Film review – Red State (2011)

17 October 2011
Red State:  Pastor Abin Cooper (Michael Parks)

Pastor Abin Cooper (Michael Parks)

The three teenage boys on their way to have sex with a woman one of them met online initially appear to be typical Kevin Smith characters. They are likeable, a bit dorky and joking about sex. However, in Red State their bravado and antics are offset by the presence of the Five Points Church, an ultra extremist, right-wing Christian group whose activities include picketing the funeral of a recently murdered homosexual classmate. Before too long the boys run afoul of the Church, lead by Pastor Abin Cooper (Michael Parks) with his daughter Sarah (Melissa Leo) by his side. The confrontation becomes increasingly bleak and nasty when the Bureau of Alcohol, Tobacco, Firearms and Explosives (ATF) turns up, lead by Special Agent Keenan (John Goodman).

Not since Dogma (1999) has writer/director Kevin Smith so overtly tackled the role of religion in contemporary society. While Dogma was something of a fantasy film that combined heavy doses of Smith trademark scatological and sexual humour, Red State is a gritty fusion of horror, action and social commentary. A lot of Smith’s style of humour is still present, but this time the irreverent sex jokes carry far more sinister undertones in the context of the film’s examination of extreme Christian fundamentalism and government-sanctioned violence.

Red State: Sarah (Melissa Leo)

Sarah (Melissa Leo)

In Red State Smith, who is openly Catholic, is expressing real fury at the way religion has been perverted by extremist fringe organisations and then been given a sort of legitimacy in parts of conservative America, despite their resemblance to terrorist groups. The Five Points Church are so extremist that even the real-life Westboro Baptist Church are mentioned in the film as opposing them, even though Smith has clearly modelled Abin Cooper and his flock on Fred Phelps and his religious inspired church. However, just when it seemed like Red State could be easily summed up as a film about religious violence and hate crimes, it becomes a film about a siege with the actions of the fictional ATF characters allegedly mirroring those of the actual ATF during the 1993 Waco siege. Red State then also becomes a savage critique of how government agencies ruthlessly handle situations such as Waco, which resulted in large loss of life.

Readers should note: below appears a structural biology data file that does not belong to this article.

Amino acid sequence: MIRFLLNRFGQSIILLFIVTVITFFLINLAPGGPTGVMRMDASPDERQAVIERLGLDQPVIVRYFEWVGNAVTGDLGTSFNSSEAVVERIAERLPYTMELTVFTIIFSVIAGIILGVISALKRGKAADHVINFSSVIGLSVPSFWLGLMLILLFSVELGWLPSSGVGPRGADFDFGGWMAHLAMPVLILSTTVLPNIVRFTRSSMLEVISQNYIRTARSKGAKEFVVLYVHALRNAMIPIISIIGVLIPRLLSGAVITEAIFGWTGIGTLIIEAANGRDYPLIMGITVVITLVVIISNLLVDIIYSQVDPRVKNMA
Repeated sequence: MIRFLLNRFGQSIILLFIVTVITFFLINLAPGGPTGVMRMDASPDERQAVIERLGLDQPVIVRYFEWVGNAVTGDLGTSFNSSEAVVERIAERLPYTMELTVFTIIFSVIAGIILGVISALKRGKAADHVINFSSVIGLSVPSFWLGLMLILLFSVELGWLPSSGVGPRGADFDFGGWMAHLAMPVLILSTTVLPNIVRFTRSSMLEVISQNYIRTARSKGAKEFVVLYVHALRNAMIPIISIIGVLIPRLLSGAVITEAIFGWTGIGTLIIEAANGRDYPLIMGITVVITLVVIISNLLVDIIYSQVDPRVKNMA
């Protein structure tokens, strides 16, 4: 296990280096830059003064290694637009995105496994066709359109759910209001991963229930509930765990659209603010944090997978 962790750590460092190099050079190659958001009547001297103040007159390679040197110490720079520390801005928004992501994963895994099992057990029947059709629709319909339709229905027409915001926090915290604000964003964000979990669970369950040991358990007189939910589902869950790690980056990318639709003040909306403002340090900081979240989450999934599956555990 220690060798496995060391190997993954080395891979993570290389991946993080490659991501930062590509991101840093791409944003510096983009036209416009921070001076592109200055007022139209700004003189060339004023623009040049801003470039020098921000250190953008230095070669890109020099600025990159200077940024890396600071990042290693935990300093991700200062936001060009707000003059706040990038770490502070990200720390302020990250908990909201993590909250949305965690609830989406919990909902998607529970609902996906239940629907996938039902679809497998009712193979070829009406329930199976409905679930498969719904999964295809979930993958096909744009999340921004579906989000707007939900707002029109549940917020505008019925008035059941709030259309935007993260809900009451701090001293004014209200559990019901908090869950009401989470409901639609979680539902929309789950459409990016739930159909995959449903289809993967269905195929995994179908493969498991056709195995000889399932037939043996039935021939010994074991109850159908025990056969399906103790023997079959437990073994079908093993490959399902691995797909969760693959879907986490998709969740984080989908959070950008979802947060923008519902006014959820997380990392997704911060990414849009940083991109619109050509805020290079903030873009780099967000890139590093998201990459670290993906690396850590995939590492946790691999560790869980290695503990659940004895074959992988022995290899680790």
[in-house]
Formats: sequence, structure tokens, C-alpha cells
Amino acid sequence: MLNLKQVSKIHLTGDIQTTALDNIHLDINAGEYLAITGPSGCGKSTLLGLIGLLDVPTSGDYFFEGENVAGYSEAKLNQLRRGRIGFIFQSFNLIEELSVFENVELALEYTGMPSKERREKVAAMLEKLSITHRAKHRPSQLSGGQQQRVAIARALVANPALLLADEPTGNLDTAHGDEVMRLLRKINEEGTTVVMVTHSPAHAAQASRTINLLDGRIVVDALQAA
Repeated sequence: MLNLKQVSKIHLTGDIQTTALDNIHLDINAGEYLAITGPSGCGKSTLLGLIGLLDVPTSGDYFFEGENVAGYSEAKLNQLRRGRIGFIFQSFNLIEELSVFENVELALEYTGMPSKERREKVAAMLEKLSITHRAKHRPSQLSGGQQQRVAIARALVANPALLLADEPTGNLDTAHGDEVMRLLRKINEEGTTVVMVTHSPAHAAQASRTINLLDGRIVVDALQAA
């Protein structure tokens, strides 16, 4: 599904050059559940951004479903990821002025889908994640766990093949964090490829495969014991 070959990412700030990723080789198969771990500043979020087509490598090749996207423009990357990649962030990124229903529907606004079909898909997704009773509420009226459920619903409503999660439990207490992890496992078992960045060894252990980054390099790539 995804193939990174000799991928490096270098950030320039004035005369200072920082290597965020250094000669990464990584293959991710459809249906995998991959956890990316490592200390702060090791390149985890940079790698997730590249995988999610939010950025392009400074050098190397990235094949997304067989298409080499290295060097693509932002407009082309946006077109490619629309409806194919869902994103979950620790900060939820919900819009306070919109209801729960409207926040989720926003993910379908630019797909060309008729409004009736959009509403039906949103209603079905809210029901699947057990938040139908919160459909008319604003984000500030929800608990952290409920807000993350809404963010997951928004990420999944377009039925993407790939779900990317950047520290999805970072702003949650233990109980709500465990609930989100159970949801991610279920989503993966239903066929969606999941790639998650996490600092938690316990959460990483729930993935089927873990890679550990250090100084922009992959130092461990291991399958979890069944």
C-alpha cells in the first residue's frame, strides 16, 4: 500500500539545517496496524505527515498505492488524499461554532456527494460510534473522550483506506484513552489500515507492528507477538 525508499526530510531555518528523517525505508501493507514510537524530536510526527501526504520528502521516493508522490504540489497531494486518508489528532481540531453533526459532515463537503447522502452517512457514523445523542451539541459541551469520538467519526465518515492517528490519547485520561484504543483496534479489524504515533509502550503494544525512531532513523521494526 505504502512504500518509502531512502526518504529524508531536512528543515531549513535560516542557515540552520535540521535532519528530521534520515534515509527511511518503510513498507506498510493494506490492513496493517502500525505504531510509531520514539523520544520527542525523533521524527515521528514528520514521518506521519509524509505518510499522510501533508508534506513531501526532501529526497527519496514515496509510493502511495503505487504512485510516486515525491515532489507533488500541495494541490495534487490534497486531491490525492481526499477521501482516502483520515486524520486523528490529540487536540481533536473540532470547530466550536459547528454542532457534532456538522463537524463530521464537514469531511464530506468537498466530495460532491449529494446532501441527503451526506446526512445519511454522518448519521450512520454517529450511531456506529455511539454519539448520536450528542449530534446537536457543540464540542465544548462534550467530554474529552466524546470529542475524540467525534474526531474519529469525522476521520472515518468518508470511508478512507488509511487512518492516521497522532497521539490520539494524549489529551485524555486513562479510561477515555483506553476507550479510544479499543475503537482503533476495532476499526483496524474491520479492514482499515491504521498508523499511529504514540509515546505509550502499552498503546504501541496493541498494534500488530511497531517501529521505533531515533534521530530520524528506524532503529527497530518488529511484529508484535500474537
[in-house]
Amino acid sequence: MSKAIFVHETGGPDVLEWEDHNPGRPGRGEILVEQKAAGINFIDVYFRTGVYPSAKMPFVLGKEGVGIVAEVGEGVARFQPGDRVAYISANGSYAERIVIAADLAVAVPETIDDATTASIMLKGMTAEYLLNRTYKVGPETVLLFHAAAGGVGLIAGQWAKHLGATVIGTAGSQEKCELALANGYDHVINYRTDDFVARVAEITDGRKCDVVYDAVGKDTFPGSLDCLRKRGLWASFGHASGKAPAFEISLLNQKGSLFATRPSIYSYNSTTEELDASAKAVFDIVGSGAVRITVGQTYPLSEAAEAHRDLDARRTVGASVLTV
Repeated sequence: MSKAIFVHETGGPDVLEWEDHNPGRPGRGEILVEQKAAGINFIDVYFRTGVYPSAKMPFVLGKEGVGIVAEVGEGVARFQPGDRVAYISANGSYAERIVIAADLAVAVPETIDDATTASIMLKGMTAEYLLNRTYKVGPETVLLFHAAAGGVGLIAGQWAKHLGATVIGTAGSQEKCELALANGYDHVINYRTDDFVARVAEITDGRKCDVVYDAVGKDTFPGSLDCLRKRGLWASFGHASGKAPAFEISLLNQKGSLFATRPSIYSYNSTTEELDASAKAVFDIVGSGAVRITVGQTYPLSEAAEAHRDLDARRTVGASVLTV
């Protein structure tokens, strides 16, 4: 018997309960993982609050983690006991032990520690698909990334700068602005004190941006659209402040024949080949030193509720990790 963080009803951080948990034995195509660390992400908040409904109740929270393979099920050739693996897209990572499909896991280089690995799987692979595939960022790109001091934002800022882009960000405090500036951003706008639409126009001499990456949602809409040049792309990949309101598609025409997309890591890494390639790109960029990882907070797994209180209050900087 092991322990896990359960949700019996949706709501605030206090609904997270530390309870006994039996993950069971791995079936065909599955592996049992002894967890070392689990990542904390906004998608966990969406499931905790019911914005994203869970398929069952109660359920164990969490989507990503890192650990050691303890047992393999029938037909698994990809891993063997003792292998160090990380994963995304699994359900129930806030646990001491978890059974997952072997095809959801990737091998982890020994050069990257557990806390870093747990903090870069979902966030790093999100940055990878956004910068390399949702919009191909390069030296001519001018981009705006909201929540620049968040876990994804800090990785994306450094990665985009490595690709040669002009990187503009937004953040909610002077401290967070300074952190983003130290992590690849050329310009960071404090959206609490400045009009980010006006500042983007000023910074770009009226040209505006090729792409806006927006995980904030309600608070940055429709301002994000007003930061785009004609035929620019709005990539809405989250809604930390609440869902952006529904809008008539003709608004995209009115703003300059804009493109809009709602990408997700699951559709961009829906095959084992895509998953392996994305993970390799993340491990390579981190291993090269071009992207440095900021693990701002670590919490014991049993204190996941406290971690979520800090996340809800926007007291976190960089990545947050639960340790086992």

The shifting sympathies, unpredictable narrative and tonal shifts make Red State gripping yet unsettling viewing. Moments of humour are shattered by violence, every death is surprising and shocking, and the film continually shifts focus in unexpected yet intriguing ways. Moments of sudden panicked action are captured through a handheld camera to further add to the films edgy realism. Blasts of gunfire are not cool or exciting but disturbing and intrusive. Rarely has a film been so filled with guns and yet left the audience feeling so cold and sickened by their presence and the damage they do.

Red State: Special Agent Keenan (John Goodman)

Special Agent Keenan (John Goodman)

While the almost radical narrative shifts make it difficult to pick who the film’s protagonist is, at the centre of all the carnage is the terrifyingly charismatic Pastor Abin Cooper. He is first introduced delivering a lengthy sermon about the supposed evils of homosexuality. The scene is perhaps overlong, but it still hammers home the absurd rationalisations that can be made against same-sex couples through very inventive, selective and hateful interpretations of the Bible. It’s horrifying yet riveting viewing that showcases some of Smith’s best writing. For a director who has so frequently included light-hearted references to homosexuality in his films, Red State feels like a concerted effort to seriously confront the destructive nature of homophobia. It even feels like something of an apology in the way that it has been suggested that Schindler’s List could partly be seen as Steven Spielberg’s apology for being so flippant in his portrayal of Nazis as comic book style villains in his early films.

Whatever the motivations for making Red State, the results are complex, politically charged and radical. There are many of us who were ready to dismiss Smith as a has-been who was perhaps not ever as talented or clever as we had originally been led to believe. With this film he proves us completely wrong and in this case it is good to be wrong. Red State indicates a new level of boldness in Smith, resulting in his best film to date.